GamesScience Fiction

Best and Brightest

Surviving Mars is fun as hell. We streamed it for hours and didn’t want to stop, managing resources, mapping power and oxygen grids, and creating redundancies so the first humans could set foot on the red planet. Twelve people came as our colony founders, the colony’s solar cells and water extractors quietly powering up as their rocket touched down. Welcome, it said, you have slipped the bonds of Earth and come to your new home.

Who is welcome?

Candidate selection for the colony doesn’t involve reviewing ten thousand resumes or anything like that. You have a pool of applicants, and filter for positive and negative traits. Select for specializations and perks. Maybe it isn’t time for a security operative yet, we need more geologists. Botanists are essential to food production. The text is always clear: it tries to select for things you want, but will exclude any candidate that has a trait you don’t. So if you thumbs down loners, they’re stripped from the pool.

The intent is pretty clear. It’s a minigame. A set of checkboxes to adjust to trim down your applicant pool to a dozen incredible people with exactly the traits you need. Perks, specializations, and as few negatives as possible. The most compatible people who find solace and sanity in the same things while also being diverse enough to run a colony. Sim game stuff. But the criteria it offers, especially in the context of building a colony on another world, don’t merely define who goes. They define who’s left behind.

Left behind

Chronic conditions are checked by default. Have an ongoing medical issue? Earth is your destiny, regardless of other qualities. There’s a temptation to succumb to brute practicality in that regard, space colonization requires a certain brand of able-bodied rugged person, etc. But it presents the all too easy opportunity to sideline someone out of convenience. Are you a geologist? Wonderful. A diabetic geologist? Your chances went from good to zero in one word. It’s probably not an uncommon feeling. Even some of the seemingly benign traits carry hidden traps. Laziness for instance, is an assessment that is notoriously biased. If you tried to screen those traits through an HR professional, they’d probably start counting down to your first lawsuit.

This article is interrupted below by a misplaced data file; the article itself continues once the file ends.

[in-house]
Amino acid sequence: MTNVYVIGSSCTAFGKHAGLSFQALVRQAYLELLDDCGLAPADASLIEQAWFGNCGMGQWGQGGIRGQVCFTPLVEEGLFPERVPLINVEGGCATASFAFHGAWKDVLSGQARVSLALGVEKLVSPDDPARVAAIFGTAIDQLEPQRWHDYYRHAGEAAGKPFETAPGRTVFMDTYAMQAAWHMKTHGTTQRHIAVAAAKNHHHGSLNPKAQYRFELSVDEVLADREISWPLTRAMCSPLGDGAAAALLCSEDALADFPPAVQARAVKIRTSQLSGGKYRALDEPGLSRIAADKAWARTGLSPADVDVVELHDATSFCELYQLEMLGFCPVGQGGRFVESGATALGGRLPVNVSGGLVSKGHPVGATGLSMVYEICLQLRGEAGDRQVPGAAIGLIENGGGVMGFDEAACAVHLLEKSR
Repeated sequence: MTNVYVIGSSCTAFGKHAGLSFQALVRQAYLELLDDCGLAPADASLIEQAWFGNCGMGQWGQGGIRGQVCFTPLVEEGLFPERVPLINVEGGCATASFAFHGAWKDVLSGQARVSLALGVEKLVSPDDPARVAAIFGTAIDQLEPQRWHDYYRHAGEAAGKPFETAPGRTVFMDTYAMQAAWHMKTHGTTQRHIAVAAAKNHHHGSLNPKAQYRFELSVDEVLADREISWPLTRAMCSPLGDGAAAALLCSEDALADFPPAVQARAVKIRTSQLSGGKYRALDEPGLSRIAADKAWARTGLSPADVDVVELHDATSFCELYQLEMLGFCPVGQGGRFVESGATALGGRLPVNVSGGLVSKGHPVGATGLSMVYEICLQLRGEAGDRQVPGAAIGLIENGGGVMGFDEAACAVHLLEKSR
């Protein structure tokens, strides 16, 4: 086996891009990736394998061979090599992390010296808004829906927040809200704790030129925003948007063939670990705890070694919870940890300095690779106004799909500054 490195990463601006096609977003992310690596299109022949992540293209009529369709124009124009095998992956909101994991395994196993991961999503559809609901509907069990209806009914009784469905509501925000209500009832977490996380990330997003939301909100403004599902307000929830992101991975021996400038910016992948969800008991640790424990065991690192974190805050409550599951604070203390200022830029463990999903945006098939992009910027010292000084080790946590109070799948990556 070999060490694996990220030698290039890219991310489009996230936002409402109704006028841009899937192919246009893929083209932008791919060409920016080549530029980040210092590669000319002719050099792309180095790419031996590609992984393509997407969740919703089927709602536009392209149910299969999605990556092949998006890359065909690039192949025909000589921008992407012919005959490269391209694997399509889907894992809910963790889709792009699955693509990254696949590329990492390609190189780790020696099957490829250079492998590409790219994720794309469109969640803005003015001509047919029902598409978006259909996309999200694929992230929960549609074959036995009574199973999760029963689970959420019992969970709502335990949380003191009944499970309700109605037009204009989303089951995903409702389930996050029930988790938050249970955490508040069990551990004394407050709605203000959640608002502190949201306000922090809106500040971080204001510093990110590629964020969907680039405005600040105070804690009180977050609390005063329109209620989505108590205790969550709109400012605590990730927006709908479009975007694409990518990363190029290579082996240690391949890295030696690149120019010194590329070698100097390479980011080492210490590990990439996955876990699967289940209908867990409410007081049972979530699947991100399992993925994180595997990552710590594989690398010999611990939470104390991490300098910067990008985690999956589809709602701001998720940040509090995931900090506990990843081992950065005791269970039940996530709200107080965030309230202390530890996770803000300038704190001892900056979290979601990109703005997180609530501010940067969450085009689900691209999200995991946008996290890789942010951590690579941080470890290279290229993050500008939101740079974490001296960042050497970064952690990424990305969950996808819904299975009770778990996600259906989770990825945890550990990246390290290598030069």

It opens a larger question than ability, as well. It asks who’s worthy of going to space? It defines what we think of as best and brightest, and the kind of people we are when we decide to leave people behind. It puts a lie to the barest notion of equality of opportunity. Will our first colonies be inhabited solely by able-bodied wealthy celebrity geniuses? Or by people stubborn enough to stick it out in the stars? Surviving Mars puts that in the hands of the player to decide.

Party Earth

Our decision for our first founders took a bit of time, but we chose not to segregate any negative traits. We selected for a few specialties, but otherwise took a chance on a pool of over a hundred applicants. If the solar system belongs to humanity, it must belong to all of us. If you look up and wish, there is a place for you in the stars.

Jim Tigwell

A survivor of two philosophy degrees, Jim Tigwell spends his days solving interesting problems in software. By night he can be found at poetry slams and whatever art opening has the strangest cheese selection. Host of the biweekly Concept Crucible podcast and occasional blogger, Jim is also a juggler, musician, magician, and maker of digital things. You can find his music and videos at Woot Suit Riot, a channel that doubles as a home for wayward and timid creators. Observe his antics there, or heckle directly on Twitter @ConceptCrucible. If the software and internet game doesn’t pan out, he’s determined to be a great Canadian vampire hunter.

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